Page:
Raising Pheasants

Discussion in 'The Great Outdoors' started by Philbee, Jan 21, 2007.

  1. Philbee

    Philbee Well-Known Member

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    I have been thinking about raising Pheasants to turn loose in the wild and maybe even raising Pheasants for hunting clubs etc. Do any of you folks have any experience at this sort of thing or know where I could get information on such an endevor? Any information that you could pass on to me will be appreciated.

    Thanks, ----------- Philbee
     
  2. pancho

    pancho Well-Known Member

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    There is a lot of info on the net about raising pheasants, just type in raising pheasants. One place to find out about pheasants is www.gbwf.org
    There is a lot of difference in raising pheasants and chickens. There are many different species of pheasants. First you will have to choose what kind you want to raise. Then you will have to have the pens, pheasant will eat each other if crowded. They have to have plenty of room. The flight pens will have to be big enough for the bird to develop flight muscles. Hunting clubs usually only buy mature flight conditioned roosters and the going price is about $7 each. Not much room for profit unless you raise thousands.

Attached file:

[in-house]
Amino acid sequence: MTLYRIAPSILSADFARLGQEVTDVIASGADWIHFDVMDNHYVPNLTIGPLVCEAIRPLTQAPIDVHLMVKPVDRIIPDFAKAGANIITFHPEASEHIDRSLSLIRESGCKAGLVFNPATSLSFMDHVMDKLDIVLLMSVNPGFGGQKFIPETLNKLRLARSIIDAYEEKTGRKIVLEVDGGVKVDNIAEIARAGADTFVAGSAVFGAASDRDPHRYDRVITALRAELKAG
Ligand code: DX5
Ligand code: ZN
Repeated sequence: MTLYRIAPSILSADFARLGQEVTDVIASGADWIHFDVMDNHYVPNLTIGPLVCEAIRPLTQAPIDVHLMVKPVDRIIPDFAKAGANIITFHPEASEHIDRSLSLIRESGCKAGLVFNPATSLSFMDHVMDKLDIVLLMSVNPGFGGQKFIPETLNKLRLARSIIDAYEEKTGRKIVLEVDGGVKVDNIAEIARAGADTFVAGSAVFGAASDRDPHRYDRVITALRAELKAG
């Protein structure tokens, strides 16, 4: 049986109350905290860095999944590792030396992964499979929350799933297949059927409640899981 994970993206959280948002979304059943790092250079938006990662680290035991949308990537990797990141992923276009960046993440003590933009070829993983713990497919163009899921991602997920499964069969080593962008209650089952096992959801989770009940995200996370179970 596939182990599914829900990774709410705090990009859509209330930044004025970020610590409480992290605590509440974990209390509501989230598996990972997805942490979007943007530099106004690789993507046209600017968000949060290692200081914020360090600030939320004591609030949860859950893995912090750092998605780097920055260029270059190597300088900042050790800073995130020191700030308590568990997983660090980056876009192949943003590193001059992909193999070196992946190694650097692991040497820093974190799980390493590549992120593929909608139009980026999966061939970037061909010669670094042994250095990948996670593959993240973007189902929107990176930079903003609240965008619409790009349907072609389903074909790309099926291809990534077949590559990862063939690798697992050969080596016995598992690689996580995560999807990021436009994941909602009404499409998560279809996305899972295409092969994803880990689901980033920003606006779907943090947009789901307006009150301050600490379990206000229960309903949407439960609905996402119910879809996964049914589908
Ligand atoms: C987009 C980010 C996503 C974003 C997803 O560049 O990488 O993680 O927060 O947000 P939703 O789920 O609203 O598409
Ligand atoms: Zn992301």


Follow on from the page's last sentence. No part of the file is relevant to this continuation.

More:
The survivable rate on pen raised pheasants is very low, around 2%. They have no defense against predators.
    They are great birds and there are so many different types and looks to choose from.
     

  3. shadowwalker

    shadowwalker Well-Known Member

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    I only know one person that raised them. He did it for three years, he finally quit and started raising qual. More money. More birds for the money. Easier to raise.
     
  4. hunter63

    hunter63 Well-Known Member

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    I bought 10 pheasants from a guy that raises them. $8 bucks apiece.
    5 hens and 5 roosters.
    BIL and I were going to use them to train our dogs, but turned out that the dog I have is gun-shy (rescue dog) and BIL didn't make it out to "The Place" that week end.